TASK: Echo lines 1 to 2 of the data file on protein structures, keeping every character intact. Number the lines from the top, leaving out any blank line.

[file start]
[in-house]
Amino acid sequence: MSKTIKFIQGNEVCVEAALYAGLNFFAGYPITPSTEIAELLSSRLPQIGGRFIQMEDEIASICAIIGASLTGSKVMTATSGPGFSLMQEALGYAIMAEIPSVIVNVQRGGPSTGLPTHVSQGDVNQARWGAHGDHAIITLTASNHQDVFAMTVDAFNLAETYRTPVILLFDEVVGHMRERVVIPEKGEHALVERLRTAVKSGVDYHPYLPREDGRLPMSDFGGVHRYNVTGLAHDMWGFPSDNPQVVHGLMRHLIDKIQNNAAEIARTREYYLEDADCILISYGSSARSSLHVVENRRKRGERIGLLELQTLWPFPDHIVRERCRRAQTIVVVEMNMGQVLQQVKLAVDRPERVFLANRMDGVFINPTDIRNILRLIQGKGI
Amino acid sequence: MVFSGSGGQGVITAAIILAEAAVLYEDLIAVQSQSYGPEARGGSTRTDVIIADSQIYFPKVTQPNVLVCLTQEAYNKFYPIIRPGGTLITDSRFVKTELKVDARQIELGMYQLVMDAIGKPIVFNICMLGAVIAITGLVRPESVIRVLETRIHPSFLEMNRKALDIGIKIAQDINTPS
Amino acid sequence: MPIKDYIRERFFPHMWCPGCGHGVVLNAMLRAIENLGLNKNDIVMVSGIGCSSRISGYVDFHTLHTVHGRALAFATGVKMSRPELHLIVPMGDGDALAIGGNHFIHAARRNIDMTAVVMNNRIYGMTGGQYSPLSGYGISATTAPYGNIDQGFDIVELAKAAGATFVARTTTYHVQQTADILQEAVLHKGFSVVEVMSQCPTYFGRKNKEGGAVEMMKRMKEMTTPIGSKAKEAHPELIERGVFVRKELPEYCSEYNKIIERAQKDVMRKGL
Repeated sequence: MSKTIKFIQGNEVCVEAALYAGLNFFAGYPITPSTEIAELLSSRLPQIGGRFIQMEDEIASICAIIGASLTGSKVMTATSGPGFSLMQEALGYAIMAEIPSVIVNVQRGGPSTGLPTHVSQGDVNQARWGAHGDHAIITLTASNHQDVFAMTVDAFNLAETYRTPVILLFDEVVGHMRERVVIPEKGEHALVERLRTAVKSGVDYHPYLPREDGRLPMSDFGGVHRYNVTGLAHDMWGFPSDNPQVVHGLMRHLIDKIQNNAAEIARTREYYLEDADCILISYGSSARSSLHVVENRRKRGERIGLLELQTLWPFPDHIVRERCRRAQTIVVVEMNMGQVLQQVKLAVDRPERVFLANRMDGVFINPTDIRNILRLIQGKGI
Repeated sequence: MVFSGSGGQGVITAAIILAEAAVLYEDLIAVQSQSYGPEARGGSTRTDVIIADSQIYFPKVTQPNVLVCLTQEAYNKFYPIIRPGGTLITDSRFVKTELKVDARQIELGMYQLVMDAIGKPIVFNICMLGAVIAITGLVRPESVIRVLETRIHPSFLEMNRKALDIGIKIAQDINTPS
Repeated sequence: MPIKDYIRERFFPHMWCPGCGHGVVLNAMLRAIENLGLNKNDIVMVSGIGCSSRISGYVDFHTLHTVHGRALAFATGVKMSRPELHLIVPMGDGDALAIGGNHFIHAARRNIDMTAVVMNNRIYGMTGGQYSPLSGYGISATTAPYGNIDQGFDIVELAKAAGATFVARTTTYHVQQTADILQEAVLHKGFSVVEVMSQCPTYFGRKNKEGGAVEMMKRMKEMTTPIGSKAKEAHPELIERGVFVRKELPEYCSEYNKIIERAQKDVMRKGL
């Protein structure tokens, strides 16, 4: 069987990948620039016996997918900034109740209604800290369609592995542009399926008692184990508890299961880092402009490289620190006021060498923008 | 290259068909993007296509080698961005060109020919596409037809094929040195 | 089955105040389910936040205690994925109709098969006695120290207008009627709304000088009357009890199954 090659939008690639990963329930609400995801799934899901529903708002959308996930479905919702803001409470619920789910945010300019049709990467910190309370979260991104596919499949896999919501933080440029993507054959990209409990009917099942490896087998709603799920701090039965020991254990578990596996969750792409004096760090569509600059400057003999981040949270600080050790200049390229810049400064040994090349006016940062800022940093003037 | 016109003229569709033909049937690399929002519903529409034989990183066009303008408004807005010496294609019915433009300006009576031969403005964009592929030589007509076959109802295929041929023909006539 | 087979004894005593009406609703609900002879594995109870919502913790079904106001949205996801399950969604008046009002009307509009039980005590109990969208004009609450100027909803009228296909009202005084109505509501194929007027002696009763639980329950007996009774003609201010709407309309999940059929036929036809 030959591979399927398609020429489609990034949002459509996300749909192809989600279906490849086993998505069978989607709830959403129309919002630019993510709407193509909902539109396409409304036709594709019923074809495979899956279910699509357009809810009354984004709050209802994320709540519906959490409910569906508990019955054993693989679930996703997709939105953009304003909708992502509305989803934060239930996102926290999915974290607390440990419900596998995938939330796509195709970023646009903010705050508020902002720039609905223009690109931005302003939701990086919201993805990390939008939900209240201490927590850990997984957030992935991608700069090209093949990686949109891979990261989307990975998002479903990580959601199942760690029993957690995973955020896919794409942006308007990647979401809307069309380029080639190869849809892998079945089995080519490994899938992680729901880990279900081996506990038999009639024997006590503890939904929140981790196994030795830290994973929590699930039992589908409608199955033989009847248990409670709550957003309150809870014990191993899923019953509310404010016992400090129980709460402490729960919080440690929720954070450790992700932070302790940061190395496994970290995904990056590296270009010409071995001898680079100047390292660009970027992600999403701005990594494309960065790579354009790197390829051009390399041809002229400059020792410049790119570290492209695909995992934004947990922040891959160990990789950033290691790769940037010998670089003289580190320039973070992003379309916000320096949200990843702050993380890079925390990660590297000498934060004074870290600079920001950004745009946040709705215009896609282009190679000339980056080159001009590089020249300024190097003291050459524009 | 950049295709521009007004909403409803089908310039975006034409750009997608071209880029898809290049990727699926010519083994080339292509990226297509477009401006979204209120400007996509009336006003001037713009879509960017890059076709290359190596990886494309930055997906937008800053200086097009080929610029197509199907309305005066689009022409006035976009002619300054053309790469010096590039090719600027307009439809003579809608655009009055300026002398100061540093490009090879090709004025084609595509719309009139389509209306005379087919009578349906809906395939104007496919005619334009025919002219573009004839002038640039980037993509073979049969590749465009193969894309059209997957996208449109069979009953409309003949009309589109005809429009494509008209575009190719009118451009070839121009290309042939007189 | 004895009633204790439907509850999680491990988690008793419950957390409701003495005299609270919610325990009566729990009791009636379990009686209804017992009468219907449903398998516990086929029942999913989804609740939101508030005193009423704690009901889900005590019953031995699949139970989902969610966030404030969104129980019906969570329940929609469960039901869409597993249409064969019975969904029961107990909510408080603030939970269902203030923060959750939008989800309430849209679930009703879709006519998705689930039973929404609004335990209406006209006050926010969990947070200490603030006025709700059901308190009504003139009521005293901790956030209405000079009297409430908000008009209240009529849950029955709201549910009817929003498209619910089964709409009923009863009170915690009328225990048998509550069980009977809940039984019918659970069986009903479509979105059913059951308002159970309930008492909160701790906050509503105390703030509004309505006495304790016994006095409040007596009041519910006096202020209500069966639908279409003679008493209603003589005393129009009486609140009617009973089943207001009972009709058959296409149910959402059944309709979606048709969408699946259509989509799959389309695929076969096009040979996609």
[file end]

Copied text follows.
[in-house]
Amino acid sequence: MSKTIKFIQGNEVCVEAALYAGLNFFAGYPITPSTEIAELLSSRLPQIGGRFIQMEDEIASICAIIGASLTGSKVMTATSGPGFSLMQEALGYAIMAEIPSVIVNVQRGGPSTGLPTHVSQGDVNQARWGAHGDHAIITLTASNHQDVFAMTVDAFNLAETYRTPVILLFDEVVGHMRERVVIPEKGEHALVERLRTAVKSGVDYHPYLPREDGRLPMSDFGGVHRYNVTGLAHDMWGFPSDNPQVVHGLMRHLIDKIQNNAAEIARTREYYLEDADCILISYGSSARSSLHVVENRRKRGERIGLLELQTLWPFPDHIVRERCRRAQTIVVVEMNMGQVLQQVKLAVDRPERVFLANRMDGVFINPTDIRNILRLIQGKGI